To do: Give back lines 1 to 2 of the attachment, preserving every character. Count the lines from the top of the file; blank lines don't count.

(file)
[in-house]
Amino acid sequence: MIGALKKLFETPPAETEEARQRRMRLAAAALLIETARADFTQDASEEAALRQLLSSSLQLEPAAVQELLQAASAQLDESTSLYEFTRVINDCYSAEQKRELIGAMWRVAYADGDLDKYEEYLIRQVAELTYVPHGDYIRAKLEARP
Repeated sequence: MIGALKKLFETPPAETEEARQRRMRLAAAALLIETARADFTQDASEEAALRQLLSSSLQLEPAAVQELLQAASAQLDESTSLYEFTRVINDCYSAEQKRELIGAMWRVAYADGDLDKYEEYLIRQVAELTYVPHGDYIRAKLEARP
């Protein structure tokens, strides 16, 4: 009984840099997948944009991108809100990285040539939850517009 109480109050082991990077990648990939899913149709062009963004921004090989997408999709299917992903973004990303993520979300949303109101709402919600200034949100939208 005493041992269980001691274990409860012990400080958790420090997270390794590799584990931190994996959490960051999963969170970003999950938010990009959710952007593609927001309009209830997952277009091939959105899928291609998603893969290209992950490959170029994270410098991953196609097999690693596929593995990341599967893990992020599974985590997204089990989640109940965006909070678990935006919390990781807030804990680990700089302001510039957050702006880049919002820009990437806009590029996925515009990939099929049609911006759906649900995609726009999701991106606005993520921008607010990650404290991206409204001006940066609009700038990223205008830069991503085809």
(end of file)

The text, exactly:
[in-house]
Amino acid sequence: MIGALKKLFETPPAETEEARQRRMRLAAAALLIETARADFTQDASEEAALRQLLSSSLQLEPAAVQELLQAASAQLDESTSLYEFTRVINDCYSAEQKRELIGAMWRVAYADGDLDKYEEYLIRQVAELTYVPHGDYIRAKLEARP